Those assets are most often not stored only in single family wealth; the business owner becomes a source of emergency loans and gifts/grants in the community. When we looked in Cincinnati more than 85 % of black owned businesses had less than two employees. They don’t have the two years clean financials to access the new wave of minority entrepreneurship focused loan funds.
That’s why we created the Community Equity Fund to provide friends and family funding for entrepreneurs who don’t have a business owning aunt or uncle. It could pay for, for example trade certification to enable them to respond to RFP’s from a city or hospital, if that’s how they wanted to use the money. We are talking in two weeks with three new (two new, one reelected) progressive county commissioners here in Buncombe County that I supported. The city and the county have made a commitment to reparations focused on intergenerational wealth creation and black businesses in the city get 0.5% of the city’s business.
There is a “silver tsunami” happening of boomers retiring whose children don’t want to take over the business. Groups like Project Equity are working with business owners to make it easy for them to sell their businesses to their employees, which creates wealth throughout the workforce, rather than just in the business owners.
The Democracy Collaborative’s 50 by 50 campaign is attempting to build a movement to grow the employee ownership and is raising a fund to enable employee buyouts of business owners.
Anchor institutions, mostly hospitals, but now universities, are making a difference at scale because they can think long term about community health. Reducing the load on the ER is a prime financial cost saving motivator; if people are not as sick and also have a physician they don’t come into the er which costs them $12-20k a time because has to be ready for gunshot trauma. Helping people with chronic diseases like type 2 diabetes or PTSD go to a clinic instead of the ER is a big win for the hospital. Making communities healthier helps their bottom line.
There is a strong peer network of anchor institution hospitals, started by Kaiser. They’ve been investing in their procurement supply in local businesses in a lot of places. In many places black businesses don’t qualify as vendors because they lack plumbing, lighting, etc certification. But the hospitals are concerned broadly with social determinants of health and the link between good housing and health is recognized as a prime factor.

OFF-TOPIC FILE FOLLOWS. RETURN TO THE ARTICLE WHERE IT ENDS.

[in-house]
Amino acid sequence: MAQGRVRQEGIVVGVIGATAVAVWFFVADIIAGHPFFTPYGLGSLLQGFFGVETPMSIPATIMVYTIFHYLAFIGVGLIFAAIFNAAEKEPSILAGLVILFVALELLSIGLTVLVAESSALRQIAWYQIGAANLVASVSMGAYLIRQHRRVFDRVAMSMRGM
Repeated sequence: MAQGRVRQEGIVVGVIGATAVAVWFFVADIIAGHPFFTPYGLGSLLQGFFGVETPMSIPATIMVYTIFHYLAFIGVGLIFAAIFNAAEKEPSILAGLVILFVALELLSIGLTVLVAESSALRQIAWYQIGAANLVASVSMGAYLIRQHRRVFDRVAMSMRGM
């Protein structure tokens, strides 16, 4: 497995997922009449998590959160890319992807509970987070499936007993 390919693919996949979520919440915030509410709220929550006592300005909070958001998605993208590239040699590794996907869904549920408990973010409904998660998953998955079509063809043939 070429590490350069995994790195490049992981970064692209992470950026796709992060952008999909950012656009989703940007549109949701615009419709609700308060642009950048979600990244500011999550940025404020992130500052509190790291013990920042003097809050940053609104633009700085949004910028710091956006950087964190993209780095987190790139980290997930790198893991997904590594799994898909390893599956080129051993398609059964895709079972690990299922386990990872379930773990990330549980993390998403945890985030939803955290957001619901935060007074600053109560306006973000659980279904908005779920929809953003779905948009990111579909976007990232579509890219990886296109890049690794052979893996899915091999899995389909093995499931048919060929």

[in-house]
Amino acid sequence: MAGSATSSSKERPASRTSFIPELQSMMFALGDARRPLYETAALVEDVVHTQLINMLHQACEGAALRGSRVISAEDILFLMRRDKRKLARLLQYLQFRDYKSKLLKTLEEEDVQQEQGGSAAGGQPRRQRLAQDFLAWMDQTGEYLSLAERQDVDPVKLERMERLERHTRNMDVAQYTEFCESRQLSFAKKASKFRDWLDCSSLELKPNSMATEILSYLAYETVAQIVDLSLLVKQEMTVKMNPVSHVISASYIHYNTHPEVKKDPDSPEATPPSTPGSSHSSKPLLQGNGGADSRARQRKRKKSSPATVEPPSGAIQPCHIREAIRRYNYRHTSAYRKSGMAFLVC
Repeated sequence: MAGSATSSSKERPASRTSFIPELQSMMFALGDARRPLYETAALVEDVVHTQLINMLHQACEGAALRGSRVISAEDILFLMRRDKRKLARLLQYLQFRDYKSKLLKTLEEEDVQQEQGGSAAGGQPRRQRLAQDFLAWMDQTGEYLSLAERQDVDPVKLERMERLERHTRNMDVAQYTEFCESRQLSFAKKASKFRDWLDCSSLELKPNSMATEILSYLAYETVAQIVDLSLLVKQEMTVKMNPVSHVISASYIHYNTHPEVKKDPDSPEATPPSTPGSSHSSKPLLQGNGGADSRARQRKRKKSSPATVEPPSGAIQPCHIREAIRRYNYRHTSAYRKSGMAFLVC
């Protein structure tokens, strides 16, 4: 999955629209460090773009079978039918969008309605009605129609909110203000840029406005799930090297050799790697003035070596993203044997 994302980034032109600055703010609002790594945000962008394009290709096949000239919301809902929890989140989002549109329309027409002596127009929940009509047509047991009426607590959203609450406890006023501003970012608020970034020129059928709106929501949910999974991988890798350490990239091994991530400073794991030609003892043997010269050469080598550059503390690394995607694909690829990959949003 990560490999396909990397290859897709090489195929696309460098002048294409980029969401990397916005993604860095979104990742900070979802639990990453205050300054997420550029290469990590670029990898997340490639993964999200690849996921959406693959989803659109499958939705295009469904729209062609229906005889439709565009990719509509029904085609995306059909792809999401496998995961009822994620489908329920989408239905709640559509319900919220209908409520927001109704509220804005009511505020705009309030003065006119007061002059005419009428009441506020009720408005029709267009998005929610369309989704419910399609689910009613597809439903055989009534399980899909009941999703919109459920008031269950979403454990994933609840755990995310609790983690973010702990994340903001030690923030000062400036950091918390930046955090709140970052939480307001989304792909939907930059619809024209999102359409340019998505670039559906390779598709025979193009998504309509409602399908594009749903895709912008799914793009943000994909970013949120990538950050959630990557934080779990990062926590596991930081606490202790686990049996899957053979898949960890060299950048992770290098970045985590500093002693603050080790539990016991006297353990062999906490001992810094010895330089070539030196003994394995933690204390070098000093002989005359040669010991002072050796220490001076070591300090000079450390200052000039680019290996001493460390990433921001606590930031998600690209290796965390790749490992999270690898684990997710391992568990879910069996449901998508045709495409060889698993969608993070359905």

There is a node of the anchor hospital network in Chicago. The Chicago Fed is looking at how anchor hospitals can link up with banks community reinvestment act requirement to invest in places they avoid lending. There has been a lot of research and emerging best practices on creating healthy places linking real estate development and anchor hospitals.
On housing, for immigrant communities and others who have a cultural norm, such as savings circles of investing in their neighbors, an innovation like starfinancialsolutions.co can be an answer. 100 pay $2,500 and join a hybrid coop, buy a house and a neighbor pays them back, with a profit but without interest (no usury, which is a sin for Muslims (who remember Moses said it was a sin) over 15 years.
Neighbors investing in their neighbors’ mortgages also works in other immigrant communities but is more quickly profitable in Muslim communities because people who can afford a house don’t, in order to be true to their faith, so they can pay a larger down payment.
In Minneapolis, they changed the zoning rules so that single family homes are not the default standard; making it easier to tiny houses on your home’s lot, called Accessory Dwelling Units (ADUs). The Ven foundation there is offering below market program related investments (PRIs) to enable them. Ven thinks this is a growth market and has registered to offer them in all 50 states. ADUs bring in extra income to enable people to remain in their home as property values increase. affordable-housing-pri-adu
We haven’t begun to look at child care, transportation, schools, or civic infrastructure, etc. in under invested neighborhoods, nor at overall health stats by neighborhood in Chicago, but it’s been shown than your zip code is a greater determiner of your health and your life span than your genetic code.
Our north star is stopping internalized displacement/gentrification, by focusing on enabling resilient home ownership in communities built on intergenerational wealth through home and business ownership and the jobs those businesses create.